on whose figures you believe, broadband Internet access isn't as
common as you think -- primarily because the price of the high price
of broadband access. While it may be seen as "old school,"
traditional dial-up Internet access is cheaper, reliable and available
nearly everywhere a telephone can go.
ACTION. Auction giant eBay.com has removed an auction listing
for the services of the entire former staff at the ZDNet Tech Update
11-member group had been laid off earlier this month by their parent
company, CNET Networks, and the group collectively was offering
their services for "salary and benefits in the high six figures."
group lost their jobs as part of a previously announced plan by
CNET to reduce its staff.
eBay pulled the auction listing following a request from CNET's
legal staff, citing concerns the auction was misleading and could
impact the CNET brand by implying it was involved with the auction.
group's leader, former ZDNet worker Lee Schlesinger, posted the
auction again after making some changes. More than 1,600 people
viewed the auction listing and 24 bids were submitted before eBay
removed the auction again, citing that eBay members cannot sell
themselves or other humans in a listing.
told the Boston Globe he wouldn't repost the listing. He said the
listing was successful -- even though he and his colleagues didn't
find new jobs with the auction, they did gather a great deal of
another prank last week, an eBay user posted a tongue-in-cheek auction
listing for the entire country of Iraq.
your planet and improve your portfolio at the same time by purchasing
the nation with the location," the listing said about Iraq.
The list of amenities included, of course, "OIL! OIL! OIL!"
listing lasted only a day before it was ended, though it remains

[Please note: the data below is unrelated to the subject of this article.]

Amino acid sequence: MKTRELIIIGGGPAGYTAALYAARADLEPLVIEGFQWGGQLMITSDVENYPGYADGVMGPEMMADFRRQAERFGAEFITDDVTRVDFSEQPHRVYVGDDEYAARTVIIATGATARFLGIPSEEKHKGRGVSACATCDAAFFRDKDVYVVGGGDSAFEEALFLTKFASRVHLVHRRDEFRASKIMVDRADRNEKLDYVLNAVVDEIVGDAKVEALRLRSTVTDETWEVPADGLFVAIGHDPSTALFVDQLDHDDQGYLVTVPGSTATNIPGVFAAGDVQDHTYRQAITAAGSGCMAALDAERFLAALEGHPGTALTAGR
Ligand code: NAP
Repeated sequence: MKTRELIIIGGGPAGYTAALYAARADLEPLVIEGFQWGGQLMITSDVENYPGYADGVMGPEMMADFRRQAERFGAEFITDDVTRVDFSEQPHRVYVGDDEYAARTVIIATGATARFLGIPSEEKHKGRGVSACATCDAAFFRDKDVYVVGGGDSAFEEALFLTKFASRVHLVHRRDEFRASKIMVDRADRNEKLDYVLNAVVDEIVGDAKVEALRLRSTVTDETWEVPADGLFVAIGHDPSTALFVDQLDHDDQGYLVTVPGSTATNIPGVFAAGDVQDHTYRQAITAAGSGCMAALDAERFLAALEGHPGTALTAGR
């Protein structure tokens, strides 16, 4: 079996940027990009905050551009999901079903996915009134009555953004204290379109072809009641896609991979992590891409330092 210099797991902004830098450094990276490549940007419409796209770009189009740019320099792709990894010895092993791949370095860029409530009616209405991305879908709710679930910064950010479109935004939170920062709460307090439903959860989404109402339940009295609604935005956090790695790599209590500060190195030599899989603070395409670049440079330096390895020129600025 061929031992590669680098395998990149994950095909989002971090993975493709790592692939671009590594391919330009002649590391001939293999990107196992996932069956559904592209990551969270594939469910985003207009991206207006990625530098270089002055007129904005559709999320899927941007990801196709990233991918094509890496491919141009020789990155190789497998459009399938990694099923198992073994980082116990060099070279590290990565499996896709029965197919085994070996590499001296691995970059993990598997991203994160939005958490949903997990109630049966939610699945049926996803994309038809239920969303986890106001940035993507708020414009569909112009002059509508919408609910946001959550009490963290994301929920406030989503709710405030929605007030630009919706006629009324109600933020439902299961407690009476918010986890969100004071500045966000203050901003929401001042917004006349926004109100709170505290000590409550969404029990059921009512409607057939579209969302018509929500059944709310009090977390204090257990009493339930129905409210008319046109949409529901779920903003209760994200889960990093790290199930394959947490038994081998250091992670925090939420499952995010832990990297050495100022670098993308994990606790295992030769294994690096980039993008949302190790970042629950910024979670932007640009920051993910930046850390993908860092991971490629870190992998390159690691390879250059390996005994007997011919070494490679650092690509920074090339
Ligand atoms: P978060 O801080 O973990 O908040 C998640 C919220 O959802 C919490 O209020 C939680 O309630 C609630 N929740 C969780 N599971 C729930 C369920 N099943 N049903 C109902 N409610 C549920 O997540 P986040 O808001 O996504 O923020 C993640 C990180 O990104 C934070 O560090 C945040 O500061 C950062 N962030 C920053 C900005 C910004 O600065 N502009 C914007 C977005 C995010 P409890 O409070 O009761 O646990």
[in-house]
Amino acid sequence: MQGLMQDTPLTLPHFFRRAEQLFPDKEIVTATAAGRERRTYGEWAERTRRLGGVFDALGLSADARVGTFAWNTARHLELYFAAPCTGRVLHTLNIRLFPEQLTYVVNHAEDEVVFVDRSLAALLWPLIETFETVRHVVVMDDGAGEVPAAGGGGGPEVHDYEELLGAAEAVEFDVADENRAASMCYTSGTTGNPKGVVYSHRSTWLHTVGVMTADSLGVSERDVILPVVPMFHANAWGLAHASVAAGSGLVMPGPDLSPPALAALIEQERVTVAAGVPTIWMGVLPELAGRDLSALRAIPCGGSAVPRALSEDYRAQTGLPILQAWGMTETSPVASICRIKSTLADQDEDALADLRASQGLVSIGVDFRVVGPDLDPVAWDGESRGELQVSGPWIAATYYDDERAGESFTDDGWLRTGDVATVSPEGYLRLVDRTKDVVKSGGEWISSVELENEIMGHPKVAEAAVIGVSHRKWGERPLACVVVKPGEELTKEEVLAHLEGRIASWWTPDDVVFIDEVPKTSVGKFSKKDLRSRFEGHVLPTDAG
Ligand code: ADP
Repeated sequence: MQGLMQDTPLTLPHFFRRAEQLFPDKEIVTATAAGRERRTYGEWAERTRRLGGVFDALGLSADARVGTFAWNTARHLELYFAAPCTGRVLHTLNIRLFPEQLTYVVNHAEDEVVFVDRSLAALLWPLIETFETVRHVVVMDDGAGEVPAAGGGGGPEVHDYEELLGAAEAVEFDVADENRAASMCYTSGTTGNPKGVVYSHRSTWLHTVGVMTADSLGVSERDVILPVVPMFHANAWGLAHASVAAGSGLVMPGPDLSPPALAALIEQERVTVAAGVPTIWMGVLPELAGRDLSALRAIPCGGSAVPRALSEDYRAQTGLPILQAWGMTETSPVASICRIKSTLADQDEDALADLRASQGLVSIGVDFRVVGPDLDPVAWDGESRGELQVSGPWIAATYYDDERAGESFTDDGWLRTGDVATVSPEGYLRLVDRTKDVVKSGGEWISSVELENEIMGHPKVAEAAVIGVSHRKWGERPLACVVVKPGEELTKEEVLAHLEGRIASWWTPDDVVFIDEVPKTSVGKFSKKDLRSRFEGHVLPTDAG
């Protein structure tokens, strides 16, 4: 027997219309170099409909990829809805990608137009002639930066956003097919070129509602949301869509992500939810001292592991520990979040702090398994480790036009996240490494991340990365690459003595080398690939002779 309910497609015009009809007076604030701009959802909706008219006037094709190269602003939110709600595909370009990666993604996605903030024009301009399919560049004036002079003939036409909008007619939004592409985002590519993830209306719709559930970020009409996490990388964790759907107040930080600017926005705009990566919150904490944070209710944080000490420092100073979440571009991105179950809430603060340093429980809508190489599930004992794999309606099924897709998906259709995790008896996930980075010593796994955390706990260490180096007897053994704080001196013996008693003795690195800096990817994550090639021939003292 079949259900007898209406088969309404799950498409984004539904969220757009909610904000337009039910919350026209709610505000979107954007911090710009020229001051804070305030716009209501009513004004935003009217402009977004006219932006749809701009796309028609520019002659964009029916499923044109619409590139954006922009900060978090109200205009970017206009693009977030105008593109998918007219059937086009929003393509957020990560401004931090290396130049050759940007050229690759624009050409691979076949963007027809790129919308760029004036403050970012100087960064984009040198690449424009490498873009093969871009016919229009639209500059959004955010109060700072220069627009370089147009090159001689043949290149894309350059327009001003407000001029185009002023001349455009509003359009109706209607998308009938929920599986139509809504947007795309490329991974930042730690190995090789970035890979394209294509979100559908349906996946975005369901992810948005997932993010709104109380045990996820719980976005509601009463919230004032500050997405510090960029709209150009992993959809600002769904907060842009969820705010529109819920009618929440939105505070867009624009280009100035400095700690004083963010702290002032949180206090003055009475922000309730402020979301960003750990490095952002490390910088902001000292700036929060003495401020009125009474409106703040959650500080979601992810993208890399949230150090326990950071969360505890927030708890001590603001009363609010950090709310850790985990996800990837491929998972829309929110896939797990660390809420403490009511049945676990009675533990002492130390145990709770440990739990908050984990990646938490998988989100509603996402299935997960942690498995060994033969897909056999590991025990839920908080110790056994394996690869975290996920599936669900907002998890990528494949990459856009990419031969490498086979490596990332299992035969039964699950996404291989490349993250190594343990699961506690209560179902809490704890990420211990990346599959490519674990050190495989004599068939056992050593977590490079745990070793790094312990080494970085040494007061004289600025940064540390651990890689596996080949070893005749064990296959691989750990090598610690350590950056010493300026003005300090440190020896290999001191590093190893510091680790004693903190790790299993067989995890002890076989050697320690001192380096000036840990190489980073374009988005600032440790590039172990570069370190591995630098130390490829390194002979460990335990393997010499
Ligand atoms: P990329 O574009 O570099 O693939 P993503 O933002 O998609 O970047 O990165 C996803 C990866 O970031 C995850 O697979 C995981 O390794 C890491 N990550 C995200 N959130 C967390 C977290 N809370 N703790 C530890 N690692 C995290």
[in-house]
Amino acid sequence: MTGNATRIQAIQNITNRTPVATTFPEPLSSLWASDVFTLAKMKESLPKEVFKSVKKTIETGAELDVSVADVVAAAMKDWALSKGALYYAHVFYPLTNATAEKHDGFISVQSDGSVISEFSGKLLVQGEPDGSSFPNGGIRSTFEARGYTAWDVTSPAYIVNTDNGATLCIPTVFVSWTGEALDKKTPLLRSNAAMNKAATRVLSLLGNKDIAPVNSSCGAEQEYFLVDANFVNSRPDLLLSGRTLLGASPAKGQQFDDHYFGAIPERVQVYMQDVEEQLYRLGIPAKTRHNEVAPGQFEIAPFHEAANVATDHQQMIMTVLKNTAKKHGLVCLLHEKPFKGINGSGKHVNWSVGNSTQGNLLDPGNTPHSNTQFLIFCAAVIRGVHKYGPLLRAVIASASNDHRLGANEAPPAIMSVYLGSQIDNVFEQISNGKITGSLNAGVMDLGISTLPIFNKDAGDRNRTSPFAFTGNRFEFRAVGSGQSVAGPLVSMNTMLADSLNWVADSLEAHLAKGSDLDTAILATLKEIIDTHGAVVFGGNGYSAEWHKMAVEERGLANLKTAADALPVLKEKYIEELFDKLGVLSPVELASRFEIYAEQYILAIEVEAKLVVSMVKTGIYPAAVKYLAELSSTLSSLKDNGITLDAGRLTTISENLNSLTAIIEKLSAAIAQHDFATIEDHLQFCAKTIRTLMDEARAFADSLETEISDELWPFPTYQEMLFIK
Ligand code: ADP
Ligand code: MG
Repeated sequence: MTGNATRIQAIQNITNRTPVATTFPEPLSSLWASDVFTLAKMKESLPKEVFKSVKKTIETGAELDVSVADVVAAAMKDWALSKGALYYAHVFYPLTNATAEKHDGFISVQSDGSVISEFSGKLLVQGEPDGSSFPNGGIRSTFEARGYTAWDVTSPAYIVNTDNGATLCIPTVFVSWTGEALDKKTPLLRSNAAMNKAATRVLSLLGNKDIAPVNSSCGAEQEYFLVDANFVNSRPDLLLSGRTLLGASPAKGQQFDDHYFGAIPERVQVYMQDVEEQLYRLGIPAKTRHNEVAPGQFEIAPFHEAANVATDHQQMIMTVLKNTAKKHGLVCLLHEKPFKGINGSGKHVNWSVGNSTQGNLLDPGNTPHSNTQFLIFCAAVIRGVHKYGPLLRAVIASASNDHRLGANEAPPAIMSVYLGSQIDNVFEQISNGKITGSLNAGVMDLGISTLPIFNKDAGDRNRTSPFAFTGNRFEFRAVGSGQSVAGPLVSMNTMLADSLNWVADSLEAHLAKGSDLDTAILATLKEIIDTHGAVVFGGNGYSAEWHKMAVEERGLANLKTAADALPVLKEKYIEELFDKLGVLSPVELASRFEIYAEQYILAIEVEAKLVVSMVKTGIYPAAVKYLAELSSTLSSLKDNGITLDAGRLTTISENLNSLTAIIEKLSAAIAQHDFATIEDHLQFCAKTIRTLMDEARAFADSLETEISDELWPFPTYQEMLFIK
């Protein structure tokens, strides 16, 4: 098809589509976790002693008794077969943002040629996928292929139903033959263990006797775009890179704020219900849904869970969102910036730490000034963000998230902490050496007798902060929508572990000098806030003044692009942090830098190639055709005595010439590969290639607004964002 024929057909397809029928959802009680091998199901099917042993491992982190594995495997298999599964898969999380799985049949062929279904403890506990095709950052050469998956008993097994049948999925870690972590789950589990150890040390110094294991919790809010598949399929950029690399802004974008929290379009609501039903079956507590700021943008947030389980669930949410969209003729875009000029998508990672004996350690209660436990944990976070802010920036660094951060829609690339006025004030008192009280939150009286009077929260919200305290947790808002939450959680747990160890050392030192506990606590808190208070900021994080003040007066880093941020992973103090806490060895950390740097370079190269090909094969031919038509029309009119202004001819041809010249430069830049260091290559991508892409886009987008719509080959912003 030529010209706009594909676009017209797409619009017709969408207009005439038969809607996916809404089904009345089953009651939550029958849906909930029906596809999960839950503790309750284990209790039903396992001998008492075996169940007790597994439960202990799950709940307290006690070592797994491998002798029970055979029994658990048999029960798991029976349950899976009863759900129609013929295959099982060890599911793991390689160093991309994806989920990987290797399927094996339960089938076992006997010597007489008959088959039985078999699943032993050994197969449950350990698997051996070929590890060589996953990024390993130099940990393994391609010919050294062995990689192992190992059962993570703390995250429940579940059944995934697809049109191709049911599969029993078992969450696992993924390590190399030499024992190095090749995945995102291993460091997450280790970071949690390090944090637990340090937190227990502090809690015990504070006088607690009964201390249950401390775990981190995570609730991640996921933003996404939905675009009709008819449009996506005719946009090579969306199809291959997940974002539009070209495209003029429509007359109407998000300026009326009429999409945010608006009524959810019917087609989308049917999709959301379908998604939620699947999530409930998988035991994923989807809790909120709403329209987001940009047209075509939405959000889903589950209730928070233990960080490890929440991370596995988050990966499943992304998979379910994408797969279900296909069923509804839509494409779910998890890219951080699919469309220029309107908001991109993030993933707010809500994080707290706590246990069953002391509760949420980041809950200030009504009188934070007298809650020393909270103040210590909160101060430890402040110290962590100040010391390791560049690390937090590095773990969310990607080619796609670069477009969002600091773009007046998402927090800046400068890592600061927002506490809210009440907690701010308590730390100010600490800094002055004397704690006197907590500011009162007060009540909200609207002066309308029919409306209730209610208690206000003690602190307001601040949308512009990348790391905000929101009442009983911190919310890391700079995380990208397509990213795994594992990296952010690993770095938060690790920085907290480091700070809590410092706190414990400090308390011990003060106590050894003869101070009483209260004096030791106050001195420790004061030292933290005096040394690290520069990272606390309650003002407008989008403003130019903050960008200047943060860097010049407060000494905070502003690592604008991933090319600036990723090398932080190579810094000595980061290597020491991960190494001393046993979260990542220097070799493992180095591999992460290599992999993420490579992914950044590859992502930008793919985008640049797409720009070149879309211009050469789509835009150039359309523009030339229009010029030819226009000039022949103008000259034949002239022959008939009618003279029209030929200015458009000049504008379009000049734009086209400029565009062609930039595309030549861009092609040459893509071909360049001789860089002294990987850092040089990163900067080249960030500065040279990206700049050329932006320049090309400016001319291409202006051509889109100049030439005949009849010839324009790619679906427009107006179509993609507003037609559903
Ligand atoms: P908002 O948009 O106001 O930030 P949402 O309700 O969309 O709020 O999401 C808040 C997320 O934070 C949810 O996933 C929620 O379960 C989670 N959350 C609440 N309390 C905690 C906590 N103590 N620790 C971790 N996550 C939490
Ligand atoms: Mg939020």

in eBay's database as a completed auction, appropriately located
in the "Everything Else/Weird Stuff/Slightly Unusual"
more information on this and other oddball auctions, visit www.ebay.com.
DOT-COM? The Roman Catholic Church has long had its patron saints
-- saints chosen as special protectors or guardians over areas of
life. These areas can include occupations, illnesses, churches,
countries, causes, etc.
Vatican has been working on naming a patron saint of Internet users
for more than two years. According to the database of saints at
the Catholic Online Web site (www.catholic.org), St. Isidore of
Seville remains the frontrunner as the official patron saint for
Isidore never owned a computer, but he wrote what is called the
world's first encyclopedia, known as the Etymologia. The Etmyologia
was written more than 1,400 years ago, and was a 20-volume collection
of writings on subjects ranging from art and medicine to literature
and agriculture. Spanish Catholics designated St. Isidore as "protector"
of World Wide Web in 1999.
candidates for the post as the Internet's patron saint are being
gathered by Holy Saints, a Roman Catholic organization headquartered
in Northern Italy.
Web site has a list of six additional candidates for patron saint
that include front-runner Saint John Bosco, followed by Father Giacomo
Alberione, who was beatified by the Pope in December; Sant'Alfonso
Mara de Liguori, an 18th-century poet, musician, architect, painter,
and later a priest. Trailing in fourth-place was the Angel Gabriel.
cast a vote, you can visit the Holy Saints Web site, www.santibeati.it.
If you visit this site, you better take your English-Italian dictionary,
as the site is available only in Italian.